But several hundred miles south, in Rome, the streets start to look more like a deathtrap, as Fiats and Piaggio scooters zoom past in an “every man for himself” style of transport. Roman residents, however, are confident in their ability to share the streets with the car. They know that vehicles only stop when you walk out in front of them.
This local knowledge in a tourist-dependent city like Rome isn’t much use to its many millions of visitors.
The European consumer testing agency EuroTest, based in Brussels, did a survey of more than 200 pedestrian crossings in 17 different cities last year partly because of this issue, with the help of local motoring organisations
“If you’re going to another city as a foreigner what are your chances of crossing the road?” says Caroline Ofoegbu of the Federation Internationale de L’Automobile, a European driving organisation. “You don’t think ‘do I need to know the differences about crossing roads?’
“In Belgium for instance, if you cross the street anywhere other than a crossing and a police officer sees you, it’s a 70-80 euro fine - and he’ll take it as an insult that you saw him and still crossed!”
As motoring has developed, so has the design of systems to stop people and vehicles running into each other.
For the past four decades British roads have been built to keep pedestrian and driver separate - ostensibly to improve the safety of the lowly foot soldier; a patrician guiding hand preventing the unsophisticated, perhaps, from wandering into the grille of a juggernaut.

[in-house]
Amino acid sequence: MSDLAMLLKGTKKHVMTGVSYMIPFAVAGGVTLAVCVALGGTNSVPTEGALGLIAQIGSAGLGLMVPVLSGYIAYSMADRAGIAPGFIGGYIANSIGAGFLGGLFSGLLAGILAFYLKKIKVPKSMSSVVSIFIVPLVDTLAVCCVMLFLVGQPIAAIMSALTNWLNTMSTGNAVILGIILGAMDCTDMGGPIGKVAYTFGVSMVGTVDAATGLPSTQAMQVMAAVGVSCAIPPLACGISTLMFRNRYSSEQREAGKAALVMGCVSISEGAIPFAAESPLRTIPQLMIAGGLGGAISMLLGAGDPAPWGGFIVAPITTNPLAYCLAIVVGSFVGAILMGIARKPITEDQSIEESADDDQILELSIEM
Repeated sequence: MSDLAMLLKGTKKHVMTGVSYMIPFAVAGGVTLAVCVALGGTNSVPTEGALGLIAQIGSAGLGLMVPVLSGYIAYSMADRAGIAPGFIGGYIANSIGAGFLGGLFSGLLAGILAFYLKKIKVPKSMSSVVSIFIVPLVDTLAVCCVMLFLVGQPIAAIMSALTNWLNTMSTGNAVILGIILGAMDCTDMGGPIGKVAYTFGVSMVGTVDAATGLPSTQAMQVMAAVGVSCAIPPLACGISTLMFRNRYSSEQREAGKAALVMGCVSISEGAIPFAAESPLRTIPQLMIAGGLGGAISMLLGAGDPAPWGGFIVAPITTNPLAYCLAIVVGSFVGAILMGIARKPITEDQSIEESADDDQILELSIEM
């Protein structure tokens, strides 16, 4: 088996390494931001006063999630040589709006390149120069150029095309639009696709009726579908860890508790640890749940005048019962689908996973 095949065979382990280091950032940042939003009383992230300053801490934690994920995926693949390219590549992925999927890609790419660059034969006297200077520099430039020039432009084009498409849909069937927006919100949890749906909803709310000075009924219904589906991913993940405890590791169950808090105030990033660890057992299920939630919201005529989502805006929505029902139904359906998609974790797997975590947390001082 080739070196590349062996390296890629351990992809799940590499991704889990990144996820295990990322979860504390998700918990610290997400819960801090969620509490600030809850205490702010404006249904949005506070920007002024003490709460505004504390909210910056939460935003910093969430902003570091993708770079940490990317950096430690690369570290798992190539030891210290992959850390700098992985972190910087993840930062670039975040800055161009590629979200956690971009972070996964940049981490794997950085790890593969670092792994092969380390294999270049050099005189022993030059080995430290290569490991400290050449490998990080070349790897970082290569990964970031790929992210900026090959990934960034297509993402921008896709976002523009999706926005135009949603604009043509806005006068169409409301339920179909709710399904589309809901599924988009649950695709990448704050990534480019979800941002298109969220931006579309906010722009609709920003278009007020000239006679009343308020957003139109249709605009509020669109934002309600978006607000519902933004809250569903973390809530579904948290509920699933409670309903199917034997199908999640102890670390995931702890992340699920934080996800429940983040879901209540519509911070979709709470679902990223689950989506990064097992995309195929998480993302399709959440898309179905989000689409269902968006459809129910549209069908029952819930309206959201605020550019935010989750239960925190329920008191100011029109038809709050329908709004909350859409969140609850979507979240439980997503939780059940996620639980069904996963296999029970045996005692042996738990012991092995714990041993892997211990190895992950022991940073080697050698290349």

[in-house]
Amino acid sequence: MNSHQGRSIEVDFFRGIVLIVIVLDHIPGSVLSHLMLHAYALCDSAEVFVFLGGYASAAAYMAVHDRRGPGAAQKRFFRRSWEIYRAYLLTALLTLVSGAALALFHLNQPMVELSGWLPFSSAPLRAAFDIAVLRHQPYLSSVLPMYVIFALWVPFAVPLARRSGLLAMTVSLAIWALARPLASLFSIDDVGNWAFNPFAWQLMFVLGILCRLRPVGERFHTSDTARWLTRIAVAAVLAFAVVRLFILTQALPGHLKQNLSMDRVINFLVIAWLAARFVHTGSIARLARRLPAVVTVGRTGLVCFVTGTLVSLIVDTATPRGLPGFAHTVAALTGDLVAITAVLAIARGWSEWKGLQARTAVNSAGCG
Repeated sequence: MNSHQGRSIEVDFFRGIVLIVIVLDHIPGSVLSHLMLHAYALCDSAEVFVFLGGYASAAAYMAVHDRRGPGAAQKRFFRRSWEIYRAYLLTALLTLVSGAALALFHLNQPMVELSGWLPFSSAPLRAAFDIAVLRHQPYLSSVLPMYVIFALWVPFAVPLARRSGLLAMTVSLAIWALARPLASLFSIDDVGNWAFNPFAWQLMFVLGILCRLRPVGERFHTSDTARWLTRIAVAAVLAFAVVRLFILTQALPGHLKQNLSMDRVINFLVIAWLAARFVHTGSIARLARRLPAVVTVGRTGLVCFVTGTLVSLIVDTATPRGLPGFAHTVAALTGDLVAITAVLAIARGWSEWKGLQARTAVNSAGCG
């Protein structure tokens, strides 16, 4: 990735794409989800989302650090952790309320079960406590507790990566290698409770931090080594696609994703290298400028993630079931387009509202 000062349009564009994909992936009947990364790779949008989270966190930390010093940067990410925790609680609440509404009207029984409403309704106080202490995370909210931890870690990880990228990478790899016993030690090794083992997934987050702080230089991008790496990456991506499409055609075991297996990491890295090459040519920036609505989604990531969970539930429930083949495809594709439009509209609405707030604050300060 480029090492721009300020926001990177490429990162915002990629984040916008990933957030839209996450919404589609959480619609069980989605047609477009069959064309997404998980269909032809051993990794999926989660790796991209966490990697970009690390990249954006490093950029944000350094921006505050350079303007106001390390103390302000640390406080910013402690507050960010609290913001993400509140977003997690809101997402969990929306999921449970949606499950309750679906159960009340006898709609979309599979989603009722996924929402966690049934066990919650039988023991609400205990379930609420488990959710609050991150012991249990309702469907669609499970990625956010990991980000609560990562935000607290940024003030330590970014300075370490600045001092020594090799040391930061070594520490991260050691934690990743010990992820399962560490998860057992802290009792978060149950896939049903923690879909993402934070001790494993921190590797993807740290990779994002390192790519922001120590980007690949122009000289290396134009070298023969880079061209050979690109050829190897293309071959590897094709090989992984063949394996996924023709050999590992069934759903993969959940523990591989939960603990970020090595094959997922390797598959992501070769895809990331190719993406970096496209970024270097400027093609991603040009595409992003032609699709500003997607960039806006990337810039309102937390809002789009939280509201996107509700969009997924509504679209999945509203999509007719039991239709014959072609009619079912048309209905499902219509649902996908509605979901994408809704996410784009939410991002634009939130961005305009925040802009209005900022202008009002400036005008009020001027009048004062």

Yet Britain led the way in the development of pedestrian crossings. Most people use them without realising the wealth of systems they use to help drivers and pedestrians - including the deaf and hearing impaired - interact safely.
There are linked lights to make sure people aren’t crossing in front of moving traffic, sloped kerbs, different textured pavement to help the blind, more visible signs showing when to walk, flashing graphics, tones and ticks and buzzes to tell us when we should be crossing, barriers to channel us into safe crossing zones.
For drivers, there are warning signs, lights, zigzagged lines and colour codes, all telling drivers to be careful, that people may be crossing ahead.
But sometimes drivers become so inured to this street “furniture” they forget to look for people crossing - they forget what it’s there for. And a 1970 study by the Institute of Transportation Engineers Journal looking at San Diego accidents found incidents were twice as likely at “marked crossings” as unmarked crossings.
Why? Pedestrians lose a sense of personal responsibility - they think that because they are at an official crossing, they don’t need to look where they are going. And then they step out into oncoming traffic.
The best-designed crossing, according to EuroTest’s research, was to be found in London, in the middle of Westminster between Tothill Street and Storey’s Gate.
It has some well-designed features that make it visible to drivers (and a traffic island in the middle), but essentially it’s a zebra crossing like those first designed in the 1940s - where pedestrians and drivers have to make eye contact.
This, Mr Page says, is often the answer. “If you encourage them [drivers and pedestrians] to mix you are asking them to take more notice of each other.”